Bill Gates and Warren Buffett are sitting at a diner drinking malted milkshakes. This is not the first line of a joke. In 2010, someone snapped a picture of this scene in Omaha, Nebraska. The image appeared with a Forbes article about a plan the two were hatching. Two of the world’s richest men were discussing an idea that came to be known as the $600 Billion Philanthropy Challenge.
“Gates and Buffett started what can be called the biggest fundraising drive in history,” writes Carol Loomis of the moguls.
They’d welcome donors of any kind. But their direct target is billionaires, whom the two men wish to see greatly raise the amounts they give to charities, of any and all kinds. That wish was not mathematically framed at the time of the New York meeting. But as two other U.S. dinners were held (though not leaked), Buffett and Gates and his wife, Melinda, set the goal: They are driving to get the super-rich, starting with the Forbes list of the 400 wealthiest Americans, to pledge — literally pledge — at least 50% of their net worth to charity during their lifetimes or at death.
The pledge is an ambitious and noble undertaking. It means persuading others to give a lot of their money to good causes. And interestingly, it had come on the heels of Buffett’s 2006 commitment of more than $1 billion a year to the Bill and Melinda Gates Foundation, the world’s largest charity.
Economists have a concept they refer to as “revealed preference.” This is a fancy way of saying you can get a good idea about what people want by observing what they do. People’s actual choices reveal their preferences. It doesn’t always work. People are complicated creatures and can be motivated by multiple, often conflicting desires. You might not want to visit your in-laws, but you want to keep your spouse happy. In this case, you have demonstrated a preference, not so much for spending time with in-laws, but for maintaining domestic tranquility. Still, most of the time, we can figure out someone’s preferences through her actions. If somebody spends an hour at the movies rather than at the park, we can make an educated guess that she preferred the movies to the park. It could be that a park hijacker told her to “Go to the movies — or else.” But chances are she ranked the movie higher than the park among the available alternatives of things to do that day. Then she acted.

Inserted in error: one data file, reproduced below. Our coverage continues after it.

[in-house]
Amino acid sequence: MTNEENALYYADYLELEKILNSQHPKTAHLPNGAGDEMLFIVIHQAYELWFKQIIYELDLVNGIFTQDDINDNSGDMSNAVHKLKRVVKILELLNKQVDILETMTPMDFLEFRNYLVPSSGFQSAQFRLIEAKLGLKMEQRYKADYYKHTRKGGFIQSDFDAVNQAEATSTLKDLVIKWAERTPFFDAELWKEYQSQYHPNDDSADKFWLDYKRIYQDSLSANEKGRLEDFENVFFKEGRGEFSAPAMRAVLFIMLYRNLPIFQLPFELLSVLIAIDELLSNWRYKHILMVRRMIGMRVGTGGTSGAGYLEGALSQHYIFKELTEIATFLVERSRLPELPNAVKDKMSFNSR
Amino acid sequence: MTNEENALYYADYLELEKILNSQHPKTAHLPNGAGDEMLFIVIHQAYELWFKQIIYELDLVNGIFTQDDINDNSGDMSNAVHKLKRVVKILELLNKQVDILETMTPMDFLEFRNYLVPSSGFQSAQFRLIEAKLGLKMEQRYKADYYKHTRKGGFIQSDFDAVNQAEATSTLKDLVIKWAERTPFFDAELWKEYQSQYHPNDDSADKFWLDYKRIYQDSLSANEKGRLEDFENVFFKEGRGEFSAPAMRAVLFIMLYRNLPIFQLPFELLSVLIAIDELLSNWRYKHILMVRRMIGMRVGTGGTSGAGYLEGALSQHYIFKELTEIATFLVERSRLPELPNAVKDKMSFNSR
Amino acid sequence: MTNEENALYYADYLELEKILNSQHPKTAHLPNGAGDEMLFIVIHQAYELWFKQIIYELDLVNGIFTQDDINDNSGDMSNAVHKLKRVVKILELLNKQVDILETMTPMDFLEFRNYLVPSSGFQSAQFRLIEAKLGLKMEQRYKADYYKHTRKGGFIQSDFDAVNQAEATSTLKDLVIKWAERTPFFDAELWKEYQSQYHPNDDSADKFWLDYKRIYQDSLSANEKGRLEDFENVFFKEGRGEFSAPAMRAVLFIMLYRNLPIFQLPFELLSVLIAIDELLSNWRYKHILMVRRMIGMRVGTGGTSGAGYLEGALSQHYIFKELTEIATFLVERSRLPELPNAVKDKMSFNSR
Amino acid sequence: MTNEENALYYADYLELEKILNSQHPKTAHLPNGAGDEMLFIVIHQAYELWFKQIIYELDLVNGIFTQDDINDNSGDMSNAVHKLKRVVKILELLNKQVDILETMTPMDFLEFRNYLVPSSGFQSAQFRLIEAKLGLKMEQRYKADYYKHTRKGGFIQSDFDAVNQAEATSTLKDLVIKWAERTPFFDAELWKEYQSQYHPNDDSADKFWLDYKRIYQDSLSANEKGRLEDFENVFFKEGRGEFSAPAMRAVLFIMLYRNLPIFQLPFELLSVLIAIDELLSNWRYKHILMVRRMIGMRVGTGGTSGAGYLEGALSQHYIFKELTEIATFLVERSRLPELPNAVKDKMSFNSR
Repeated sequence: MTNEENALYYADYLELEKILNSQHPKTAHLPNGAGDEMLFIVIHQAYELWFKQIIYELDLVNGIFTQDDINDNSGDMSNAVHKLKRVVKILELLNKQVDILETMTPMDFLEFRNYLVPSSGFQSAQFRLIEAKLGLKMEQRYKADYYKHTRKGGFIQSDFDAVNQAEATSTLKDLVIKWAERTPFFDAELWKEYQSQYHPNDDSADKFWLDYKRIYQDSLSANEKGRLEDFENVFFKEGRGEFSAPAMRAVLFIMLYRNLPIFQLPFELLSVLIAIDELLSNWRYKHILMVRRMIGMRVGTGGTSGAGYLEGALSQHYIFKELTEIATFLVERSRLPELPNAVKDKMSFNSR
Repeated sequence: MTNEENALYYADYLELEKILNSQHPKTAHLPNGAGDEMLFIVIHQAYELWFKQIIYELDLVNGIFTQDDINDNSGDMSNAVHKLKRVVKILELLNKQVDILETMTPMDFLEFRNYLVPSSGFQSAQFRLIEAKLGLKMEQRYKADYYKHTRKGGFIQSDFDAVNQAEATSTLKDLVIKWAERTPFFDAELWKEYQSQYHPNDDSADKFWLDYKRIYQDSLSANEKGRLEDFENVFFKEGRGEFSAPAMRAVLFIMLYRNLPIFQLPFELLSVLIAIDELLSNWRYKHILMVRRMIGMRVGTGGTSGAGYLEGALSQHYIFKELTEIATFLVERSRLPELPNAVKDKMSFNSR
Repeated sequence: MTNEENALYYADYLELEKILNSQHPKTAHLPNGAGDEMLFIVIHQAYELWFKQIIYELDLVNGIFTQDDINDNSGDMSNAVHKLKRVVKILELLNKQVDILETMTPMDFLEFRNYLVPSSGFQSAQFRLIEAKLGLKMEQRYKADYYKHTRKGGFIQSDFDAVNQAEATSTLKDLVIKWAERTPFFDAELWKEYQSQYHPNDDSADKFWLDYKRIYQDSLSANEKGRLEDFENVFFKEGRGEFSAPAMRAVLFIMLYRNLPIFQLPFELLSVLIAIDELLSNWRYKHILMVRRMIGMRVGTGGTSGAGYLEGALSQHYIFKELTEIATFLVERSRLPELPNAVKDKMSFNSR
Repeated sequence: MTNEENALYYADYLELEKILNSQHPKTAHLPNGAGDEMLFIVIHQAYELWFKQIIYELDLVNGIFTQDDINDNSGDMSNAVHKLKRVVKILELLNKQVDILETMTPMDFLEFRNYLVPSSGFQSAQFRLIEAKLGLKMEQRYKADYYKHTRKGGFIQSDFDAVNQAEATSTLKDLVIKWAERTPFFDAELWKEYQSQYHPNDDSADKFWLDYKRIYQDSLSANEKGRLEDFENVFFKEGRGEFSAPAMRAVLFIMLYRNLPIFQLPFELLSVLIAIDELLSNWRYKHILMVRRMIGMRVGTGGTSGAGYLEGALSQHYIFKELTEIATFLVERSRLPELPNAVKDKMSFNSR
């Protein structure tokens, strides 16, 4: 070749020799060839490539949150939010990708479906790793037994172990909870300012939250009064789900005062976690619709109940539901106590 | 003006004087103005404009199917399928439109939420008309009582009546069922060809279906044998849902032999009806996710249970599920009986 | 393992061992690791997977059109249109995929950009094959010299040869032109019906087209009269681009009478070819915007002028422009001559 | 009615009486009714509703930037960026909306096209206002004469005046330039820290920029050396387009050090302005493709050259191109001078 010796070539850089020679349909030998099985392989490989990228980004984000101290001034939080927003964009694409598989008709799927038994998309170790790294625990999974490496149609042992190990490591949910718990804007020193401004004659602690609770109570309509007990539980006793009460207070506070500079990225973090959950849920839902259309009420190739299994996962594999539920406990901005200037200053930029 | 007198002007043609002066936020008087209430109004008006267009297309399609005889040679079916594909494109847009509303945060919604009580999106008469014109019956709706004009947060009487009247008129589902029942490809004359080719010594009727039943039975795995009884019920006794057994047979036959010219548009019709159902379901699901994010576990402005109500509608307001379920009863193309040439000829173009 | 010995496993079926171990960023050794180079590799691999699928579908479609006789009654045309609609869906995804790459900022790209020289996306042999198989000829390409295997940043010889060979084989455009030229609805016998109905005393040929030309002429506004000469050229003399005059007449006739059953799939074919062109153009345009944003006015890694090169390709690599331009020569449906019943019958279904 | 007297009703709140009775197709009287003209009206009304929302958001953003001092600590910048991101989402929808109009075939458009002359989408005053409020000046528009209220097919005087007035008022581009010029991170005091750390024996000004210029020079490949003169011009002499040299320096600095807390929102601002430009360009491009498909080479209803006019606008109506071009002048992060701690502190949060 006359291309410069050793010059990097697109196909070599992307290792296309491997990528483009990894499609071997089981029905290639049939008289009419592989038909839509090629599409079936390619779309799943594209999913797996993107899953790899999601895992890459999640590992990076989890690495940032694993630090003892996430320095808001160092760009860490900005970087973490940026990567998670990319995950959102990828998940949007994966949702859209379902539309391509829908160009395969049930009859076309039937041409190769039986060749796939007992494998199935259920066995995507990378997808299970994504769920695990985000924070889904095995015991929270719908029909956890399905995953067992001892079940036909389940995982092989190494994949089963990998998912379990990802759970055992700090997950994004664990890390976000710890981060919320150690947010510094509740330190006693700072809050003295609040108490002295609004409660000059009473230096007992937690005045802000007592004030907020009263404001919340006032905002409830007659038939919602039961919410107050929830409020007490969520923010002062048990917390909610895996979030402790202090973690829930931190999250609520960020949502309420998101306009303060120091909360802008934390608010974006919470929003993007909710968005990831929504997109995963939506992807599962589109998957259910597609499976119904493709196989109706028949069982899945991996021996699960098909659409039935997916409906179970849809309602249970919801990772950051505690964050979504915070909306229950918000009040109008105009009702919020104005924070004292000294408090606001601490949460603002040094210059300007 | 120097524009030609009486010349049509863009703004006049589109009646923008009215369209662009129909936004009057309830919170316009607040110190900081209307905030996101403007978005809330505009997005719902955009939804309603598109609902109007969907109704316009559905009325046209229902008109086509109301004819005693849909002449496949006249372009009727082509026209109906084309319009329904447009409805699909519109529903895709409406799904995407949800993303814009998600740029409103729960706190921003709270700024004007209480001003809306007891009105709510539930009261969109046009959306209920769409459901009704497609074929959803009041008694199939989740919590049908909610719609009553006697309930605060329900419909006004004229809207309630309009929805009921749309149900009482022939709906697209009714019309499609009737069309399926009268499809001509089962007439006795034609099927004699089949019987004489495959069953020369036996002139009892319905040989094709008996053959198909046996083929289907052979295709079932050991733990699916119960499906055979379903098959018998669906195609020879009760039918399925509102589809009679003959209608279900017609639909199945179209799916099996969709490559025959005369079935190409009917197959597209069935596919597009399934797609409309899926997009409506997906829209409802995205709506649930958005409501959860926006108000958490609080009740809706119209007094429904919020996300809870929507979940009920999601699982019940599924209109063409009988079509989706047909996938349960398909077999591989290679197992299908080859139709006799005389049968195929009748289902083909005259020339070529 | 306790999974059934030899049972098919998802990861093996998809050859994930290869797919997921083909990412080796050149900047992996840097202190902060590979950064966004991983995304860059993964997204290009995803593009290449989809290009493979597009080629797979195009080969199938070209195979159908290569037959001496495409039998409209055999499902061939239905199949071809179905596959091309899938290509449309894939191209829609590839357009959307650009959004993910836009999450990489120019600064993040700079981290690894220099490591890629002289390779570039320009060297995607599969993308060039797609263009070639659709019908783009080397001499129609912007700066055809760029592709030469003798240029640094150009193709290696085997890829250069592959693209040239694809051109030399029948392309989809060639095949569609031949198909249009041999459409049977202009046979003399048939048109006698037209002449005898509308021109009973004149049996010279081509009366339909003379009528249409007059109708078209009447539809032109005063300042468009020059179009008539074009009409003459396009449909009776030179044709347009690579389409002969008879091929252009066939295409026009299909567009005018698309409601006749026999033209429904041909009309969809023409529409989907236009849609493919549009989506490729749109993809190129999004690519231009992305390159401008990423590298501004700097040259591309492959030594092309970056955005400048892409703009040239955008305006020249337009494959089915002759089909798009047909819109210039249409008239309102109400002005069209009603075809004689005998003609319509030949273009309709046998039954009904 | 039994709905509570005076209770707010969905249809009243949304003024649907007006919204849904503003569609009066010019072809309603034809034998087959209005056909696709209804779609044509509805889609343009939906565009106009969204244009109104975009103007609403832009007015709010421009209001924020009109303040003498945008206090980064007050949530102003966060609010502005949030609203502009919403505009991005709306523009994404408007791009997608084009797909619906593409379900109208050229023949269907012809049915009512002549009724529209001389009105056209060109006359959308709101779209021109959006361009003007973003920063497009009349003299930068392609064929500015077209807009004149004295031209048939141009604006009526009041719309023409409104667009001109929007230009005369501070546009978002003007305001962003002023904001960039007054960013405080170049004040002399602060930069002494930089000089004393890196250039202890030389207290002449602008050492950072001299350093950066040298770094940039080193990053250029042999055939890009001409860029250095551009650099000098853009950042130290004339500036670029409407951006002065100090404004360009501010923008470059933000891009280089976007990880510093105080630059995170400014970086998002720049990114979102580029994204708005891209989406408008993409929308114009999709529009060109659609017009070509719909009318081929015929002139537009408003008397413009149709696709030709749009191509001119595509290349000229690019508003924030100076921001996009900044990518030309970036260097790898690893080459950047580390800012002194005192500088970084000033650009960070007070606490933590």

Similarly, if Warren Buffett gave large sums to the Bill and Melinda Gates Foundation rather than giving those same sums to the Thiel Foundation, we can make a pretty good guess that Buffett prefers giving to the Gates Foundation. Again, revealed preference — which is rooted in people’s real choices — can tell us a lot about what people prefer.
Only about a year after Gates and Buffett decided to convince other billionaires to give half of their net worth to charity, Warren Buffett said: “My friends and I have been coddled long enough by a billionaire-friendly Congress. It’s time for our government to get serious about shared sacrifice.” Specifically, Buffett wants the federal government to tax the rich at a higher rate — even if that means double taxation.
All of this prompts the question: Is Warren Buffett serious about shared sacrifice? It depends on what one means by the term. If shared sacrifice means helping the world become a better place, Buffett is, indeed, serious about both entrepreneurship and sacrifice. As we pointed out above, the Oracle of Omaha is giving boatloads to charity each year. But I’m not so sure he’s serious about billionaires paying more in taxes. Buffett’s is an example of Machiavelli’s cynical twist of an old line from Cicero: Videri Quam Esse — “to seem rather than to be.” How do we know? Revealed preference.